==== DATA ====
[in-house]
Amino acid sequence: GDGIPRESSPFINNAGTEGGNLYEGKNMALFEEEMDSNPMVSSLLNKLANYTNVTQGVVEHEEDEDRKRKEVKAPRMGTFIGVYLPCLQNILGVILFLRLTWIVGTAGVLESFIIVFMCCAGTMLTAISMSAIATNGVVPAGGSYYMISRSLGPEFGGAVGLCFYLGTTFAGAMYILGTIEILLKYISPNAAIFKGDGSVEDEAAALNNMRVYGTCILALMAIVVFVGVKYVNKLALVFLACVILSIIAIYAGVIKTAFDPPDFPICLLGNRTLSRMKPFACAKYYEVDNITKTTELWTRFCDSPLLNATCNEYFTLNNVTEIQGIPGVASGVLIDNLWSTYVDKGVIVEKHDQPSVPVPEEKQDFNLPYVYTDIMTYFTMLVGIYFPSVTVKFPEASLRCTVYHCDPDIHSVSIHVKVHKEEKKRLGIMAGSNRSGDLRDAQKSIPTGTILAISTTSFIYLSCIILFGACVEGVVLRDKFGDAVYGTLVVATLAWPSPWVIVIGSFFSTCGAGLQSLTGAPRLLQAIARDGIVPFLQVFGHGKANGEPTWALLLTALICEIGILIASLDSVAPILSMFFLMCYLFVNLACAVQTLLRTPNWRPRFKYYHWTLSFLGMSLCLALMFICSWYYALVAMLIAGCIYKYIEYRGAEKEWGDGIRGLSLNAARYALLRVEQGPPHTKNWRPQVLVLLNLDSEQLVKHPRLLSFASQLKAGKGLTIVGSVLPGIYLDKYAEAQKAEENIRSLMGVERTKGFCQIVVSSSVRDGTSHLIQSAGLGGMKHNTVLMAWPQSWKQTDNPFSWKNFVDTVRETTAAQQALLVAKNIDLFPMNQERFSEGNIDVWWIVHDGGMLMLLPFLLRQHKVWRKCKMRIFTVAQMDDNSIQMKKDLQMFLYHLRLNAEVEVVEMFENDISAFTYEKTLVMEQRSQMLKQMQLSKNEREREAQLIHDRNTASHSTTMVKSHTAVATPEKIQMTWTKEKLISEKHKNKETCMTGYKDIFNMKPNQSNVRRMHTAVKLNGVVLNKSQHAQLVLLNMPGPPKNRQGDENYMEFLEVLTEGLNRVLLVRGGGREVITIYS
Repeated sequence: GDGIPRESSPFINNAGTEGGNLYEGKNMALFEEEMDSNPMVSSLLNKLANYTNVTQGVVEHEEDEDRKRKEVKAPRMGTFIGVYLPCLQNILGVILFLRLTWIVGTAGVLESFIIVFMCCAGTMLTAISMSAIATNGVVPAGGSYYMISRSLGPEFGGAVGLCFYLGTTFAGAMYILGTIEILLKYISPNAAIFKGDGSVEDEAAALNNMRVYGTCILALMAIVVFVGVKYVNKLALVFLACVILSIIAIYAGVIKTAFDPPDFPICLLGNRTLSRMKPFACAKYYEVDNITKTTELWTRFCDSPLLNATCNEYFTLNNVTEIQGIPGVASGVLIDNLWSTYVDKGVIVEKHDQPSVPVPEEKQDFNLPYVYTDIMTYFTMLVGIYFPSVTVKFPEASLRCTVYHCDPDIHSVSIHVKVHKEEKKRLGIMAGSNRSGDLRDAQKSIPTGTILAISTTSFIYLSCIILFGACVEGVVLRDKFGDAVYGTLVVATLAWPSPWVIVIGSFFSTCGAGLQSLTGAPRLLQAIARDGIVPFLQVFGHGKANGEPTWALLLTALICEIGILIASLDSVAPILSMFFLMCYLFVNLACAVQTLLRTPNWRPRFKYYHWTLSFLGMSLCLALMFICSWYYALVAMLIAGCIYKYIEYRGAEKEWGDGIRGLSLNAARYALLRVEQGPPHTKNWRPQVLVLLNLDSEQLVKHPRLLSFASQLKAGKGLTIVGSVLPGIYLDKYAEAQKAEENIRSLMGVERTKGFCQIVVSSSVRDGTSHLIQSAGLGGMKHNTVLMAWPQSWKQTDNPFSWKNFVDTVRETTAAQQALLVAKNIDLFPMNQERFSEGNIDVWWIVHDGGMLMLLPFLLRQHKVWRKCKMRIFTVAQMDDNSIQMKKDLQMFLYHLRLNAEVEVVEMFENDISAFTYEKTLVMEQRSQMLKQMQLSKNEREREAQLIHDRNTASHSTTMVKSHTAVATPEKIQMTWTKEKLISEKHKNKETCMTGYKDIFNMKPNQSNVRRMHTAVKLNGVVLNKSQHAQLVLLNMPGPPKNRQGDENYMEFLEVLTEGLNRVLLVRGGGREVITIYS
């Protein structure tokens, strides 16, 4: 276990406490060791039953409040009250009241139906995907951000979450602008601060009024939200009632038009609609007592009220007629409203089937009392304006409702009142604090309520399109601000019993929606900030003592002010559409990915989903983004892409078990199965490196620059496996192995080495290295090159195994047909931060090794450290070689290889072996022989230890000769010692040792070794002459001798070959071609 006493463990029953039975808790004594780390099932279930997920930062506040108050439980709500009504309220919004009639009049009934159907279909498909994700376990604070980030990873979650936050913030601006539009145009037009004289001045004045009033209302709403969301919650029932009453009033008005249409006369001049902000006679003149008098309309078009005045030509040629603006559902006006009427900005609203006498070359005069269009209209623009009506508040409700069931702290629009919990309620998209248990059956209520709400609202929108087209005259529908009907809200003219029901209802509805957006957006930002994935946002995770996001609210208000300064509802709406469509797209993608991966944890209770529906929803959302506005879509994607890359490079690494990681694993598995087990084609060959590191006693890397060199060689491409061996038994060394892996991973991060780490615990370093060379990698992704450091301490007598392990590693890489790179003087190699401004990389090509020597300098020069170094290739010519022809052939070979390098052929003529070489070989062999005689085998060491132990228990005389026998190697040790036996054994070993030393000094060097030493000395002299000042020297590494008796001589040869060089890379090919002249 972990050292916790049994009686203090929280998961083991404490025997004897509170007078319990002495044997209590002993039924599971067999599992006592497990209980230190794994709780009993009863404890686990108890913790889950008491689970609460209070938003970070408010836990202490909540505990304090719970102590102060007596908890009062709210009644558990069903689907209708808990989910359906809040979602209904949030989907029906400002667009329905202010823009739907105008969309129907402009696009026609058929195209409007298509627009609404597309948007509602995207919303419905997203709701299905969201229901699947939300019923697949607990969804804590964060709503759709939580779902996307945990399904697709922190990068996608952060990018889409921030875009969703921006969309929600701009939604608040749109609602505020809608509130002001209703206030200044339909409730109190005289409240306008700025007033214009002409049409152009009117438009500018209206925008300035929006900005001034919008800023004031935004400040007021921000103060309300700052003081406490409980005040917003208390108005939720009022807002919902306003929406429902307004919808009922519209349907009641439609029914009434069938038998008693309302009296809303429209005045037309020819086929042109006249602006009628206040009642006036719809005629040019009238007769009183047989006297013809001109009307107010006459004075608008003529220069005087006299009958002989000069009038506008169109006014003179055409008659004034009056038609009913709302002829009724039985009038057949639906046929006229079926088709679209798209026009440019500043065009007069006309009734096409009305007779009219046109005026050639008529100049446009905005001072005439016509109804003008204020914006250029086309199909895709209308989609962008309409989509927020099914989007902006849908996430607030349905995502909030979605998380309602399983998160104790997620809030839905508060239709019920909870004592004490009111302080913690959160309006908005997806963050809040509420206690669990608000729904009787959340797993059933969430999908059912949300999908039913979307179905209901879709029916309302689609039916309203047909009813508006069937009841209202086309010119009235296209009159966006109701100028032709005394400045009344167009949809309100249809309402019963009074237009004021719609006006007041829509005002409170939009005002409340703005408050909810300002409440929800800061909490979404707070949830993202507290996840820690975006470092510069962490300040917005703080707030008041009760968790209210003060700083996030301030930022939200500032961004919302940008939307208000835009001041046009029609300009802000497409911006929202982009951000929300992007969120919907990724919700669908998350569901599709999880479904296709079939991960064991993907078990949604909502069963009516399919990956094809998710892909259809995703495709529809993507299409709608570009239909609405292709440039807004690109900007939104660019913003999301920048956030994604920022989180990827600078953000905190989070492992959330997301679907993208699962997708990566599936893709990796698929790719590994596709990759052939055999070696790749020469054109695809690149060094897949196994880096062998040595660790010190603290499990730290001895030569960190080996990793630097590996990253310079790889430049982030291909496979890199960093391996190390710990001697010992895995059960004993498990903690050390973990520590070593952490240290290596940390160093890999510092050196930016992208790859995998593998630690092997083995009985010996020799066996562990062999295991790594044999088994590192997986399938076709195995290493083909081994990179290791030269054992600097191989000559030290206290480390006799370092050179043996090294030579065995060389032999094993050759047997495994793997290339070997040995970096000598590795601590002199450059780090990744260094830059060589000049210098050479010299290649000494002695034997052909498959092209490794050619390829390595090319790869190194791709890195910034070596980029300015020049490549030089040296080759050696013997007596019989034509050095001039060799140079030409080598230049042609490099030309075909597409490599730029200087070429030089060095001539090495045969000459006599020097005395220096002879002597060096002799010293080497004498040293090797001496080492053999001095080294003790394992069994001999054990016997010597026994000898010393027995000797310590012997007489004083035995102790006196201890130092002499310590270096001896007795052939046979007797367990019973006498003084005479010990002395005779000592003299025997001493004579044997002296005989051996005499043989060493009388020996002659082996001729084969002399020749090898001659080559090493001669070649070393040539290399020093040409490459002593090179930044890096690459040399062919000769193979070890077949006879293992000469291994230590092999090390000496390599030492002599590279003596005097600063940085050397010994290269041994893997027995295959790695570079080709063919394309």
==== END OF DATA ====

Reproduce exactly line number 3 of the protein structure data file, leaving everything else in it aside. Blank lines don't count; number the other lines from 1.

Repeated sequence: GDGIPRESSPFINNAGTEGGNLYEGKNMALFEEEMDSNPMVSSLLNKLANYTNVTQGVVEHEEDEDRKRKEVKAPRMGTFIGVYLPCLQNILGVILFLRLTWIVGTAGVLESFIIVFMCCAGTMLTAISMSAIATNGVVPAGGSYYMISRSLGPEFGGAVGLCFYLGTTFAGAMYILGTIEILLKYISPNAAIFKGDGSVEDEAAALNNMRVYGTCILALMAIVVFVGVKYVNKLALVFLACVILSIIAIYAGVIKTAFDPPDFPICLLGNRTLSRMKPFACAKYYEVDNITKTTELWTRFCDSPLLNATCNEYFTLNNVTEIQGIPGVASGVLIDNLWSTYVDKGVIVEKHDQPSVPVPEEKQDFNLPYVYTDIMTYFTMLVGIYFPSVTVKFPEASLRCTVYHCDPDIHSVSIHVKVHKEEKKRLGIMAGSNRSGDLRDAQKSIPTGTILAISTTSFIYLSCIILFGACVEGVVLRDKFGDAVYGTLVVATLAWPSPWVIVIGSFFSTCGAGLQSLTGAPRLLQAIARDGIVPFLQVFGHGKANGEPTWALLLTALICEIGILIASLDSVAPILSMFFLMCYLFVNLACAVQTLLRTPNWRPRFKYYHWTLSFLGMSLCLALMFICSWYYALVAMLIAGCIYKYIEYRGAEKEWGDGIRGLSLNAARYALLRVEQGPPHTKNWRPQVLVLLNLDSEQLVKHPRLLSFASQLKAGKGLTIVGSVLPGIYLDKYAEAQKAEENIRSLMGVERTKGFCQIVVSSSVRDGTSHLIQSAGLGGMKHNTVLMAWPQSWKQTDNPFSWKNFVDTVRETTAAQQALLVAKNIDLFPMNQERFSEGNIDVWWIVHDGGMLMLLPFLLRQHKVWRKCKMRIFTVAQMDDNSIQMKKDLQMFLYHLRLNAEVEVVEMFENDISAFTYEKTLVMEQRSQMLKQMQLSKNEREREAQLIHDRNTASHSTTMVKSHTAVATPEKIQMTWTKEKLISEKHKNKETCMTGYKDIFNMKPNQSNVRRMHTAVKLNGVVLNKSQHAQLVLLNMPGPPKNRQGDENYMEFLEVLTEGLNRVLLVRGGGREVITIYS